The second thing to consider is whether the antidepressants we're using are overly sedating and then also keep that factor, that second kind of factor in mind as well. But what it comes down to ultimately is patient as well as prescriber preference, but being wary and aware of interactions as a prescriber is, and having that general idea, is important.
And you have a nice, handy little chart in the article which looks at low-risk antidepressants and low-risk opioids and the combinations together. And it helps to kind of visually have an understanding of what combinations are helpful to avoid in clinical practice. Some of the other medications that you've mentioned in the article are fentanyl and methadone.
Methadone is largely used in opioid dependence, and methadone does have serotonergic effects. It has been associated with serotonin toxicity, but the risk appears in the middle in terms of a medium risk. The problem with methadone is that it has variable hepatic clearance with multiple different CYP pathways. So certain SSRIs or SNRIs which inhibit a particular enzyme might precipitate with methadone toxicity on one hand; on the other hand, may precipitate serotonin toxicity.
Another thing to be aware of with methadone is that it does prolong the QTc and other SSRIs, for example escitalopram or citalopram, can also prolong the QT as well. So there's another potential interaction. So methadone is something, if you are an opioid program prescriber, an OTP prescriber, you just have to be aware of that risk.
When it comes to fentanyl, it is unclear. There's definitely been case series and retrospective analysis where fentanyl has been mixed with another serotonergic drug, and there've been very low numbers of reported interactions or adverse events, but fentanyl based on the research which is out there, there is a low risk, but a possible risk. And that's why fentanyl is put in the medium category.
Once we sort of cease a medication or in the event that we have come across a combination that's not particularly helpful or has caused any number of these side effects, are we okay to just leave it after we cease it? Or should we be concerned about how long the duration is as a risk in terms of interaction with those particular medications?
Yeah, so certain SSRIs and SNRIs and MAO inhibitors, they have quite long half-lives. So, that risk has to be factored into. For example, certain irreversible MAO inhibitors can stay in the system for many days. Another example could be fluoxetine, which can stay in the system for many weeks. So in that context, it's important to take a good history from patients, especially if they present with signs of serotonin toxicity to see, even though they may not be on a medication at the moment, they may have been on a medication a few weeks back, which may contribute to toxicity. So that needs to be considered as well.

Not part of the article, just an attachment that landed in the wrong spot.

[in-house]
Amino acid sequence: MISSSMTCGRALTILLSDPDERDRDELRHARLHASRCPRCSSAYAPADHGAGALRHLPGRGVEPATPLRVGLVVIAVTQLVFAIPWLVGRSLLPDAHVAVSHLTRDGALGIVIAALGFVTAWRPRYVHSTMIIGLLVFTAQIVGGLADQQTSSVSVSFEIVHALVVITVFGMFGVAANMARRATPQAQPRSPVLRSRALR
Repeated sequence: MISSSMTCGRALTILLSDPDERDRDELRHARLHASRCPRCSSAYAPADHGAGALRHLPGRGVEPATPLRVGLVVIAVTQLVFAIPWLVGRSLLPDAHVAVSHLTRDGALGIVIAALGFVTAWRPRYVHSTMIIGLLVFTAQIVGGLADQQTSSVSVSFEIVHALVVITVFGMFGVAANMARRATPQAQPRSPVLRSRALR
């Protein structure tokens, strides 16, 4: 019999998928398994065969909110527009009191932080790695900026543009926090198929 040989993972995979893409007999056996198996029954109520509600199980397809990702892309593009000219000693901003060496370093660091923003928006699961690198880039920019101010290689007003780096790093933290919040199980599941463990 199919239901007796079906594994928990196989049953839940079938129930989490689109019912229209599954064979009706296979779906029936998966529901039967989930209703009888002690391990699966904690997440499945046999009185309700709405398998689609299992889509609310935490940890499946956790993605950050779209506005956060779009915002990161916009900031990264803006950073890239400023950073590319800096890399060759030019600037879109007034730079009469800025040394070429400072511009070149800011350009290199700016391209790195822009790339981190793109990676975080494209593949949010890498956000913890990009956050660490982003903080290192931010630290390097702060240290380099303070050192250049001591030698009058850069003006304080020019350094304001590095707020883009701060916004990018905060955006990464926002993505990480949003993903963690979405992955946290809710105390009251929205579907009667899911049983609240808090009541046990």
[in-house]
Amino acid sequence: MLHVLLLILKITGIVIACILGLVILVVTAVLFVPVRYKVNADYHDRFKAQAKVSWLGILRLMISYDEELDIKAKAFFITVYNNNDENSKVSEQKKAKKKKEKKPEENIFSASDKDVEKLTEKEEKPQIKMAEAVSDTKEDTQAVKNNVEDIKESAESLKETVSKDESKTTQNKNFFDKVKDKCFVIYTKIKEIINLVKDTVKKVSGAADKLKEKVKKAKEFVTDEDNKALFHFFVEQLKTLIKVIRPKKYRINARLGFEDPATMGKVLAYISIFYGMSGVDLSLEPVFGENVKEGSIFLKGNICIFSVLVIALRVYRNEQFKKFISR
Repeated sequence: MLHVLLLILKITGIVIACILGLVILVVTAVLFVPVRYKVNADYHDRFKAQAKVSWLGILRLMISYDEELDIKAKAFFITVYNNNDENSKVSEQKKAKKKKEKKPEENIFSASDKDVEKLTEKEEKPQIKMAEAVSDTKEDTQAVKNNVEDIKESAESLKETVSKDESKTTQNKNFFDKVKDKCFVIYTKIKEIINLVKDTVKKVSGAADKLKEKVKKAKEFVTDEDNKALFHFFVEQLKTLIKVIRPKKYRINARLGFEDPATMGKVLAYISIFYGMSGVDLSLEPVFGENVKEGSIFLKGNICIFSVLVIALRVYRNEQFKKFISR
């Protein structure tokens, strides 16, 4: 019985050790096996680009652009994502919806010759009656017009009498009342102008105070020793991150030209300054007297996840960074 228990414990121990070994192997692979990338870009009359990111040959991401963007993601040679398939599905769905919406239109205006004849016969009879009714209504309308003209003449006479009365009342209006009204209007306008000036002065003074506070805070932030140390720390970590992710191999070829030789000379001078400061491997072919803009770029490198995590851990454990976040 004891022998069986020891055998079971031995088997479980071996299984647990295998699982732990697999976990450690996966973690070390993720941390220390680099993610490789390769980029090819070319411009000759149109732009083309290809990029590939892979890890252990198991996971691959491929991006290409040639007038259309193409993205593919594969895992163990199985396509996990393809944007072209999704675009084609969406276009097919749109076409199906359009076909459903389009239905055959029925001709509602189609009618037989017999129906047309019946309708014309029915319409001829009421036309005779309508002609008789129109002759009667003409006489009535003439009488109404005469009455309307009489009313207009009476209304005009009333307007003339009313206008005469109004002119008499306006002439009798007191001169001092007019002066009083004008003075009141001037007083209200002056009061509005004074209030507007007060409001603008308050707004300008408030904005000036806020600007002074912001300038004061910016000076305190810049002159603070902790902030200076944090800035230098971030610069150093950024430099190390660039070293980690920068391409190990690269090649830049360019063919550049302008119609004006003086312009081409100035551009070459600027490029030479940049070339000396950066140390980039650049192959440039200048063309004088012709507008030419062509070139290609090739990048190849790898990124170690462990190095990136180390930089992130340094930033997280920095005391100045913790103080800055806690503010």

Yeah. It is a really interesting topic to consider, particularly when as prescribers, we're concerned around safe opiate prescribing and prescribing opiates that have less addictive potential, how also is sort of a higher risk of interaction with antidepressants as well.
Just because of this article, doesn't necessarily mean that you have to stop patients' antidepressants or opiates. You just have to be aware of those risks. And if you're deprescribing, you also have to be aware, especially with antidepressants, that there's risk of withdrawal symptoms if you deprescribe say, for example an SSRI too quickly. So, that's something to also consider, too.
So you might consider that the most appropriate opiate for this particular person in this particular time and they might also be on an antidepressant, which makes it more of a high-risk combination for side effects and, therefore, a clinical decision needs to be made around prescribing and monitoring really closely…
...versus prescribing alternately.
Yeah. And I guess in general, it's also important to involve allied health colleagues. So for example, with pain, medication is an integral part of managing pain. However, it's not the most important thing. It's also involving allied health, physio, occupational therapists. They all play a pivotal role in managing chronic pain for example. At the same time, when it comes to patients prescribed antidepressants, the involvement of a psychologist is also quite important as well. And even in chronic pain, involvement of a psychologist is also important, too. So when it comes to these particular patients and we're trying to figure out a way to reduce their risk of drug interactions, it's also important to involve allied health colleagues because they make more of a difference in a patient's life than medications alone.
Varan, you're talking my language when you're talking about holistic care of patients and not thinking just about what we can prescribe in pill form, but also what we can help the patient do in terms of physical functioning, mental health functioning, and in their life in general, that typical biopsychosocial approach to health. And it's a useful thing to consider if you're going to write a prescription and there might be an interaction, that's a good sort of time to put on a break really, isn't it, and think about those things. So it's a really useful point that you've brought up.
Sometimes we forget that, I think. Well, I forget that when you're so involved in just treating something with a medication, but yeah, as you said, we have to take a step back and look at the whole picture, have a, yeah, as you said, a holistic approach to health with our patients.
And thank you for joining us on the Australian Prescriber Podcast. My name is Ashlea Broomfield, and I hope that you join us next time.
The views of the hosts and the guests in this episode are their own and may not represent the views of NPS MedicineWise or Australian Prescriber.